A history of game accessibility guidelines
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This article is a follow up to a recent twitter chat, sharing a timeline of the development of accessibility resources.
This timeline is non-exhaustive, there will no doubt be things that I’ve missed or am not aware of, and there are a few internal sets of guidelines that can’t be shared publicly too.
But hopefully it will be an interesting read, and give a sense of where we have come from, how knowledge and resources have grown, evolved, built upon one another, and how many passionate people from all across the industry have helped to push the field forward.
Media LT, January 2004
Guidelines on design for people with multiple learning disabilities, primarily for entertainment software but intended to be applicable across software development in general.
IGDA Game Accessibility SIG, October 2004
The SIG’s first initiative, a white paper covering a range of information about accessibility, including a proposed set of guidelines which were also split out into a stand-alone web resource. This appears to be the first attempt at a comprehensive set of guidance across impairment types.
Barrie Ellis/Retro Remakes, April 2005
Top ten collection of accessibility fundamentals.
IGDA Game Accessibility SIG, September 2005
Top ten ways to improve game accessibility.
BBC, June 2006
A presentation given in support of mandatory accessibility requirements (reqs doc itself no longer available) across BBC educational game output.
Roland Ossmann & Klaus Miesenberger, July 2006
Attempts to define games accessibility guidelines helping game developers to design their products in a way that assistive technologies can interact with the game interface and that the parameters of usage can be adapted to the needs of people with disabilities. Builds upon both IGDA-GASIG white paper and MediaLT guidelines.
Brannon Zahand (Microsoft), August 2006
For game content developers and producers who want to reach this market by adding basic accessibility features to help people with disabilities or impairments.
Dimitris Grammenos (UA-games), April 2007
Guidelines produced as part of the Game Over! accessibility teaching tool.
Eelke Folmer, May 2007
A collection of accessibility interaction design patterns.
IGDA-GASIG, game-accessibility.com and UA-Games, November 2007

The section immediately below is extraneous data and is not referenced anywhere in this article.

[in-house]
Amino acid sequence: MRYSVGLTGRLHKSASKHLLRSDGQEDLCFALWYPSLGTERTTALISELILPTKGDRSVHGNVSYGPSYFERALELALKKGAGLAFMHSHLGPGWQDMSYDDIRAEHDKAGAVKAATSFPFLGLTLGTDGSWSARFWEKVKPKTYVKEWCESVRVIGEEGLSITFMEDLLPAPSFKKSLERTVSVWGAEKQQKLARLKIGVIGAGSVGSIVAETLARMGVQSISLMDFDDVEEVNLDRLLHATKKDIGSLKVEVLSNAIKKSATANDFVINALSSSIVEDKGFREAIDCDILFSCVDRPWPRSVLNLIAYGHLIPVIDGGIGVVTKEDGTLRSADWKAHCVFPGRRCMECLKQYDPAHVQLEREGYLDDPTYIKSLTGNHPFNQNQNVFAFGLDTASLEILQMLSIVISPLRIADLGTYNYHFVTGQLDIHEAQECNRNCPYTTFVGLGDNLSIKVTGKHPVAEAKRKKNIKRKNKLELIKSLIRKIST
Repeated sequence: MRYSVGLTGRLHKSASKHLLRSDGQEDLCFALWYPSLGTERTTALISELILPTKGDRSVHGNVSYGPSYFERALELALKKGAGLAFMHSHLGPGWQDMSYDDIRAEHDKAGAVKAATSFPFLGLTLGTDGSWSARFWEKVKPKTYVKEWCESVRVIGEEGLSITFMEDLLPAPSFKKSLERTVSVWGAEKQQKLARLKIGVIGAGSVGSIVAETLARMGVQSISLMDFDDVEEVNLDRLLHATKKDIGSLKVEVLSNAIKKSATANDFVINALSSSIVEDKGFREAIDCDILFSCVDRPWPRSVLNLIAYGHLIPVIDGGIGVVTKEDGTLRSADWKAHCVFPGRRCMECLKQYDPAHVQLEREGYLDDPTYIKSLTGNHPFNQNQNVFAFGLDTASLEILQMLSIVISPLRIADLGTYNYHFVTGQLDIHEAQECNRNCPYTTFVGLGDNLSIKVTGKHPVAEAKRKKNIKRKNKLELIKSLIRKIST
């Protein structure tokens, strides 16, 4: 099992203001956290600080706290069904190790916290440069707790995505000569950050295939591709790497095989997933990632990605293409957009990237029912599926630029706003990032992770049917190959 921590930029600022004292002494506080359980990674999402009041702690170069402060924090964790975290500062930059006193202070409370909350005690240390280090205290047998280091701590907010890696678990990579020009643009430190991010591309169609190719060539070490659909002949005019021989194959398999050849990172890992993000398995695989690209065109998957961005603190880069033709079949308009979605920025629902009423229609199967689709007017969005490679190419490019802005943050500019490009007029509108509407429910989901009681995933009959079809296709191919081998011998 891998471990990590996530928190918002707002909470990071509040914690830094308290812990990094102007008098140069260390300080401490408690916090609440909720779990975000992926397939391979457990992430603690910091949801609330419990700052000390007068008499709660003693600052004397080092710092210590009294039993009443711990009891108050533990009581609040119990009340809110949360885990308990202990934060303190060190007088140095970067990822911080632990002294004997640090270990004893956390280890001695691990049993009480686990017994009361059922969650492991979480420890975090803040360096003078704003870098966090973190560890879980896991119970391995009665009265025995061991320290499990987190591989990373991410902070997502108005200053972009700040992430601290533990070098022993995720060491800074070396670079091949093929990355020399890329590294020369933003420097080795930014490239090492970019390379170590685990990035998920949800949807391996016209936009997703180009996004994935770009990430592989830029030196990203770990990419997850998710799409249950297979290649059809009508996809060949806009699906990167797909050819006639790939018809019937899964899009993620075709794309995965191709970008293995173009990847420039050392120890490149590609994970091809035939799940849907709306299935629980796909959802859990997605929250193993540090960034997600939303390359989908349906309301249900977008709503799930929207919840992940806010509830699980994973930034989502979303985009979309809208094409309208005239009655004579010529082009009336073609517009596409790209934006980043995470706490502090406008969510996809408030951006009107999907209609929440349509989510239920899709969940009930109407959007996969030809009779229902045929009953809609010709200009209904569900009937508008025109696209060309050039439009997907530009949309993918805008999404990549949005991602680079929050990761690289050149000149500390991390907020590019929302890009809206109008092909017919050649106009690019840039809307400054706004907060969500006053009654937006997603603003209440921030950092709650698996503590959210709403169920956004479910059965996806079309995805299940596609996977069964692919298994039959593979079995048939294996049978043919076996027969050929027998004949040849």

Collaborative effort to produce a guidelines poster for display at the Future Play conference in 2007, but also used at GDC and made publicly available through the SIG website.
Barrie Ellis, 2008
Collection of articles detailing guidelines for eyegaze, single switch, head tracking, and subtitling.
BBC, August 2008
First iteration of mandatory accessibility standards across all of the BBC’s first and third party games.
7-128 & AbleGamers, 2010
Paper addressing changing U.S. demographics and their effect on accessibility issues in computer gaming, including a set of recommended considerations.
IGDA Game Accessibility SIG, 2010
Rework of the guidelines from the 2004 white paper, revisiting which items are included, and providing application / description / accomplishment / test for each item.
Dark/7-128, January 2011
A checklist for developers who want to make their Windows games blind-accessible
SpecialEffect, May 2011
Wish list for accessible game design features. There are 20 wishes spread evenly across four different categories of accessibility.
SpecialEffect, September 2011
Top five accessibility tips to consider adding to your game.
IGDA Game Accessibility SIG, September 2011
A new list to better address the needs of gamers while making the features clear to understand to developers, produced as a foundation for Film Victoria’s game funding accessibility criteria.
CEAPAT, April 2012
An extensive 250 page collection of accessibility experiences and studies from Spain, including guidelines on a range of topics..
Collaboration, September 2012 (ongoing)
A collaborative effort between a group of studios, specialists and academics, to produce a straightforward developer friendly reference for ways to avoid unnecessarily excluding players, and ensure that games are just as fun for as wide a range of people as possible.